The ‘Forgotten 15′ GOP Jobs Bills

Tait Trussell is a national award-winning writer, former vice-president of the American Enterprise Institute and former Washington correspondent for The Wall Street Journal.


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Restarting American Offshore Leasing Now Act—helps to reduce energy prices and promote job creation by expediting offshore oil and natural gas exploration in the Gulf of Mexico and off the Virginia Coast. The House passed this by 266-149 on May 5, 2011.

Putting the Gulf of Mexico Back to Work Act—promotes job creation and reduces energy prices by reinstating oil drilling permits in the Gulf Coast. The House passed it 263-163 May 11, 2011.

Reversing President Obama’s Offshore Moratorium Act—promotes lower energy costs and job creation by allowing drilling in at least 50 percent of the Outer Continental Shelf believed to have the most oil and gas. The House passed it 243-179 May 12, 2011.

The Jobs and Energy Permitting Act—promotes job growth and reduces energy costs by expediting the process of getting an offshore drilling permit. The House passed it 255-166 June 22, 2011.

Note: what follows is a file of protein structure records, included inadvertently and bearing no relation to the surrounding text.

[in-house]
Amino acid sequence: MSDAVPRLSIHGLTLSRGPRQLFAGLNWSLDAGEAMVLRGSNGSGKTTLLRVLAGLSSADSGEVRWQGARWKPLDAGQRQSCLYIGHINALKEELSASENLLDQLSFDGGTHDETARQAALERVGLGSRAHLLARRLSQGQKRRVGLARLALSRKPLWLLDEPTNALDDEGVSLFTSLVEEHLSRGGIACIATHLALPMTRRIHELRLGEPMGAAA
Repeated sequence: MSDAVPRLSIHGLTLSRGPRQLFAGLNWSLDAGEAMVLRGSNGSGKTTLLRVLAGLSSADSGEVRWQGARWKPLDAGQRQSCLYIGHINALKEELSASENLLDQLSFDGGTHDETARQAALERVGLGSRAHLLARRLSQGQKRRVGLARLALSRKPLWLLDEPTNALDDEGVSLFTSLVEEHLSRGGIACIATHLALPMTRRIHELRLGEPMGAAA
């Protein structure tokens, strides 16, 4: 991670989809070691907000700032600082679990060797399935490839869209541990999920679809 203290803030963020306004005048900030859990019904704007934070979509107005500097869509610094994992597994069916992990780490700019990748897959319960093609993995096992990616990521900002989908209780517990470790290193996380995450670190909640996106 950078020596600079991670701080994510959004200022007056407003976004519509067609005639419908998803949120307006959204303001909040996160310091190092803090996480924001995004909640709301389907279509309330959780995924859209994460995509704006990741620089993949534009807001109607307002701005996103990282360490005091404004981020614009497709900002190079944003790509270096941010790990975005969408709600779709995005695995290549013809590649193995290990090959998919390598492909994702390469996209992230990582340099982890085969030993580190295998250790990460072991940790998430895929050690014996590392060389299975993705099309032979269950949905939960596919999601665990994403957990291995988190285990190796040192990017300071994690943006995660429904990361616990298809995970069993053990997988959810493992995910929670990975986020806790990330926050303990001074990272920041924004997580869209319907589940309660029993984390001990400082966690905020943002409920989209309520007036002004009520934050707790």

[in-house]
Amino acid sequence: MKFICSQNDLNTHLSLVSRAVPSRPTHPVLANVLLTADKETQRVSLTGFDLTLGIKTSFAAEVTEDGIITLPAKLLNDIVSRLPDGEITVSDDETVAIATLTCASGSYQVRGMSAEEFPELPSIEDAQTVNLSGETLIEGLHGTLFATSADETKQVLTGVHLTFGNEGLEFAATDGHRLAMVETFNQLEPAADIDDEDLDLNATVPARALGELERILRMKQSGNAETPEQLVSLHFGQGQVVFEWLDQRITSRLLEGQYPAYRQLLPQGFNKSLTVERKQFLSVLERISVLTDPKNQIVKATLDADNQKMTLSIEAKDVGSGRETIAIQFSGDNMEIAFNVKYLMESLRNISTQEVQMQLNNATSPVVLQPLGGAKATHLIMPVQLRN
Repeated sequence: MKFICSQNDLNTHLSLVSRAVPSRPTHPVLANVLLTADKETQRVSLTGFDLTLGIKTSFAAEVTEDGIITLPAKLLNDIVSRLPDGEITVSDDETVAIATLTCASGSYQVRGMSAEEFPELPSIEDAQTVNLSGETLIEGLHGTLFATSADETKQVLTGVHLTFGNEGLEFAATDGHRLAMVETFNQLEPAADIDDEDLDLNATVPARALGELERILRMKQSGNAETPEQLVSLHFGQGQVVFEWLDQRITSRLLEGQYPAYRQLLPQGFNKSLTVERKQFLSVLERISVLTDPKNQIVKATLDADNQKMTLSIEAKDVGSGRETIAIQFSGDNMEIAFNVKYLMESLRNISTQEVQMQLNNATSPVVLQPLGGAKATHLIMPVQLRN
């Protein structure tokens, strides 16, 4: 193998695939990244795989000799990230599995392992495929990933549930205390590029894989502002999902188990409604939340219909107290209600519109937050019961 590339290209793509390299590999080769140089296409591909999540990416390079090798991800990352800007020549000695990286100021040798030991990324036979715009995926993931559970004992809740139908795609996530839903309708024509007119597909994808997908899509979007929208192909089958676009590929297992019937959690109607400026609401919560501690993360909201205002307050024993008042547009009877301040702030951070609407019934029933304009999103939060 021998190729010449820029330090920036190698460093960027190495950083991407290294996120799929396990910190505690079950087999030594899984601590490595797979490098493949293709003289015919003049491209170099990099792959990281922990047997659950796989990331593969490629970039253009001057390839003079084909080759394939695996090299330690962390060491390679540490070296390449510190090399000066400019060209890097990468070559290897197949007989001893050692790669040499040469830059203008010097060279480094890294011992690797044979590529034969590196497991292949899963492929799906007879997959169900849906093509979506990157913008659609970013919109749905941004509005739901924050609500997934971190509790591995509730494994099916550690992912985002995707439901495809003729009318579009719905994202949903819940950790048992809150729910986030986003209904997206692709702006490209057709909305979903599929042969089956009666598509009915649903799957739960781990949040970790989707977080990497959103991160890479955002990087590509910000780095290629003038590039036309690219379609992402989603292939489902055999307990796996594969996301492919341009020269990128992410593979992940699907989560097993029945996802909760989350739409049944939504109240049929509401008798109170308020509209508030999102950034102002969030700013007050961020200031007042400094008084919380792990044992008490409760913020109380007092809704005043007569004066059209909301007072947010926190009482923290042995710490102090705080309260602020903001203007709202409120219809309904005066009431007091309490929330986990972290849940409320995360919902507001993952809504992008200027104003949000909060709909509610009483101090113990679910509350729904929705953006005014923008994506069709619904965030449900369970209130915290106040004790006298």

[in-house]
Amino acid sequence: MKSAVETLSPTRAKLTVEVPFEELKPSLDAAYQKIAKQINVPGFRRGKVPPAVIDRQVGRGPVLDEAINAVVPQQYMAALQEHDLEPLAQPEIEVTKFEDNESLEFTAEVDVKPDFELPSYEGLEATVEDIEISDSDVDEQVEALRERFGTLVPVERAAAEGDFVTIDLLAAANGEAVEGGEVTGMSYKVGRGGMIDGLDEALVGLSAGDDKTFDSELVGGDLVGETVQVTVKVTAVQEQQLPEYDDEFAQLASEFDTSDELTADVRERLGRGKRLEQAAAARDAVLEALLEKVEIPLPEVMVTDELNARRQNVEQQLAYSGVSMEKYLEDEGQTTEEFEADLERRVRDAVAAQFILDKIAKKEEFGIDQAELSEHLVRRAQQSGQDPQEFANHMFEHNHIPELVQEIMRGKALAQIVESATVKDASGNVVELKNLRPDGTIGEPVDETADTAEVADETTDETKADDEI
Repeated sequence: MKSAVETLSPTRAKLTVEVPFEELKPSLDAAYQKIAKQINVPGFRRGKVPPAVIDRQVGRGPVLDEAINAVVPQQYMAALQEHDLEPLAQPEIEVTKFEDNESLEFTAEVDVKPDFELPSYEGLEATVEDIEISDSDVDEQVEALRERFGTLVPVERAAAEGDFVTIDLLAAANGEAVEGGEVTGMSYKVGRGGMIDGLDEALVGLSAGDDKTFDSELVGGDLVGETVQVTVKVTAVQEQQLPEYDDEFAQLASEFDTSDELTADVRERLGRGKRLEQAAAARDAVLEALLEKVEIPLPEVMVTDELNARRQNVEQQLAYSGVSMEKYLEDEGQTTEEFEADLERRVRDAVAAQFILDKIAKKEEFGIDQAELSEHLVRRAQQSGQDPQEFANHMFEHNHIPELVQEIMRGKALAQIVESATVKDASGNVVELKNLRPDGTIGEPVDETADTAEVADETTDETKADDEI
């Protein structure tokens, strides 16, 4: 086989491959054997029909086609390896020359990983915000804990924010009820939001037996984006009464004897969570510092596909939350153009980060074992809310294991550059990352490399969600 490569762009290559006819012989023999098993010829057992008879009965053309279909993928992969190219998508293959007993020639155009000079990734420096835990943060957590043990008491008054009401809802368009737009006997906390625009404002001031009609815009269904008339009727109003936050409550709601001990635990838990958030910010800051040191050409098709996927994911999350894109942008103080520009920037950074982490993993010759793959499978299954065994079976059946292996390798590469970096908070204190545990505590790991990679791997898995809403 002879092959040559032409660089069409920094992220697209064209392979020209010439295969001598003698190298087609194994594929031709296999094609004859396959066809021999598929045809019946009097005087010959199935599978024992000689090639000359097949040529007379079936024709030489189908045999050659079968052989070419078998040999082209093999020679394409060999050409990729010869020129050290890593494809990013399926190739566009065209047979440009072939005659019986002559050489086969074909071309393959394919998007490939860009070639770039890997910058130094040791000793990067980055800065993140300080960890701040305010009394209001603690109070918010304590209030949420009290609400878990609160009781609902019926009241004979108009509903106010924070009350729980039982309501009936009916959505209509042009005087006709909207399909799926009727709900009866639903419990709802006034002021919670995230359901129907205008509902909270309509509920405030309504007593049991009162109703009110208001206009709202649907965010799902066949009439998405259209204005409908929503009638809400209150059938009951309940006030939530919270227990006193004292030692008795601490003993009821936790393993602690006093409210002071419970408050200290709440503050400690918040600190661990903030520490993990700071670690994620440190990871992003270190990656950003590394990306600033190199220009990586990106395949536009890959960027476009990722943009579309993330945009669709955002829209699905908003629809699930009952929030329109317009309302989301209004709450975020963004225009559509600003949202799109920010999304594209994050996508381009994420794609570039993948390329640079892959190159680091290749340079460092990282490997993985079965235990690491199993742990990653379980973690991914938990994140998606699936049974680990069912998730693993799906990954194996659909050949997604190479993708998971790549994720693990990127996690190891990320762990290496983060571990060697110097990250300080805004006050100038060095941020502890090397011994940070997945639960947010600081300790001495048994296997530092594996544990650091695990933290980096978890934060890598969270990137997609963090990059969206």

The Clean Water Cooperative Federalism Act—prevents the federal government from interfering with a state’s water quality program once that state has already met existing federal standards, thereby eliminating red tape and tinkering by bureaucrats. The House passed this 239 to 184 on July 13, 2011.

The Consumer Financial Protection Safety and Soundness Improvement Act of 2011—improves consumer protection and provides greater economic stability by allowing the Financial Oversight Stability Council  to vote to set aside any harmful federal regulation. The House passed it 241-173 July 21, 2011.

The North American-Made Energy Security Act—promotes job creation and energy security by ending the needless delay of the construction and operation of the Keystone XL Pipeline.

A huge split is dividing two segments of Obama’s base, namely the Keystone XL pipeline, a project to carry up to 900,000 barrels of oil a day from Canadian tar sands to refineries on the Gulf Coast. Environmentalists believe this resource could inject so much carbon into the atmosphere it would bring climatic Armageddon.